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PRINT April 1965

Beyond Vertigo: Optical Art at the Modern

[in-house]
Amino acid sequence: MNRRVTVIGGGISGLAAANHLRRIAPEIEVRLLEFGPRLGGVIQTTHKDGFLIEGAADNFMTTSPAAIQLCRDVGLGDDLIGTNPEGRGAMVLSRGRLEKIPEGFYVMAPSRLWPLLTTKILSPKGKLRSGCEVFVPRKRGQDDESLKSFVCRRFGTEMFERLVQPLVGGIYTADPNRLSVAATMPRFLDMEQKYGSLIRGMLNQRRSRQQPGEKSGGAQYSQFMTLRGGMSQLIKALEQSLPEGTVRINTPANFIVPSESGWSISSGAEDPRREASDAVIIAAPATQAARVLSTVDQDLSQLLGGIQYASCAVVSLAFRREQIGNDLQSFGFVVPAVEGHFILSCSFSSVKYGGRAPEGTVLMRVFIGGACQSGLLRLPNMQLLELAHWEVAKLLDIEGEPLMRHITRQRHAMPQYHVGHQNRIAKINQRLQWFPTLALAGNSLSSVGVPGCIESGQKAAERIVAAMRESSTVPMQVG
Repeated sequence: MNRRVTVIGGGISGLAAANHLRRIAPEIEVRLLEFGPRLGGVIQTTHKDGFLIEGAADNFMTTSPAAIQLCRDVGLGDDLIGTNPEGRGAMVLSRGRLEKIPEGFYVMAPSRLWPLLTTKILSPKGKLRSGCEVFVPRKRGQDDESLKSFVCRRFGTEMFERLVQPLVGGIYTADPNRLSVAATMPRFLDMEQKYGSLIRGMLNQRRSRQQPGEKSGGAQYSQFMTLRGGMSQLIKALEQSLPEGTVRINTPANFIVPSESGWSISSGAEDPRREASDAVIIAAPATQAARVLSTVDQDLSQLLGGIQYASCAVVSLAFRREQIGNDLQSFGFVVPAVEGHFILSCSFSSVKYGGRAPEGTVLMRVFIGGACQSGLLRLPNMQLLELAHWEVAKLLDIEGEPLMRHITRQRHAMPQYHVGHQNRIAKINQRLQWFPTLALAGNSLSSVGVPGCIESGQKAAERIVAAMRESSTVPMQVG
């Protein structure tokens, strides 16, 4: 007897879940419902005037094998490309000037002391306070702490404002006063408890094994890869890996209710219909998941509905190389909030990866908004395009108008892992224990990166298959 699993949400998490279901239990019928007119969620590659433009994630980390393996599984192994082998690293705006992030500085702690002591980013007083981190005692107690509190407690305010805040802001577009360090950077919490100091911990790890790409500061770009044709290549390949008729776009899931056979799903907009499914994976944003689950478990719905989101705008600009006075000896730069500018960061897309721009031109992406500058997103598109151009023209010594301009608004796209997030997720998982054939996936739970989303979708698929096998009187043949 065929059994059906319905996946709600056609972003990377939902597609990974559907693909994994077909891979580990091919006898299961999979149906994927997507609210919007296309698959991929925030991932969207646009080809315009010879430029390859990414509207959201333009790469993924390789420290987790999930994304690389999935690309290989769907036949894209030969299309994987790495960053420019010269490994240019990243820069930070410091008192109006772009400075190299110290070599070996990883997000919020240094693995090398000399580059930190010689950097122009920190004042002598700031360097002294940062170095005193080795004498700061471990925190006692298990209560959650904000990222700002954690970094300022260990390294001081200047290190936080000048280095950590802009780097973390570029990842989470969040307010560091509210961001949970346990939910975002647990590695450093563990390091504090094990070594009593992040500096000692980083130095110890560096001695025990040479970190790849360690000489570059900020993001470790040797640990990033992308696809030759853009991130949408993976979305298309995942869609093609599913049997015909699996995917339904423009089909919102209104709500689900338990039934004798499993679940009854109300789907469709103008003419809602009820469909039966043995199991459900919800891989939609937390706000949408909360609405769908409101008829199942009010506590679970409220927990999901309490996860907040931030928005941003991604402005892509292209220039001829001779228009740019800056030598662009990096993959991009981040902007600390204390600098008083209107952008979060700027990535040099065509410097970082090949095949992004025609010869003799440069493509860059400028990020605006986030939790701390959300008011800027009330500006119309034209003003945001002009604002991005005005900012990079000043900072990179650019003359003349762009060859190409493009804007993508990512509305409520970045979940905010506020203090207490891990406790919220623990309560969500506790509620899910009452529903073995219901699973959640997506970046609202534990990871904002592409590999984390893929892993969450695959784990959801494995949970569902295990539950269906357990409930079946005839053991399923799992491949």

IN AN OMNIBUS EXHIBITION called “The Responsive Eye,” the Museum of Modern Art has housed together in one amorphous (and hence relatively meaningless) category examples of nearly every kind of non-painterly painting done in the West since the war. (Also included were some glass, plastic and metal objects, descendants of Constructivist and neo-Plastic sculpture.) Within this category, which, I take it, was meant to be comprehensive but ultimately was only confusing, were: 1) works by the various European visual research groups (the Spanish Equipo 57, the German Group Zero, the French Groupe de Recherche d’Art Visuel, etc.); 2) purist painting, both American and European, by the legitimate heirs of the Bauhaus tradition; 3) post-painterly abstraction by painters whose roots are specifically in Abstract Expressionism. Works in the last two categories are art, and in the case of geometric

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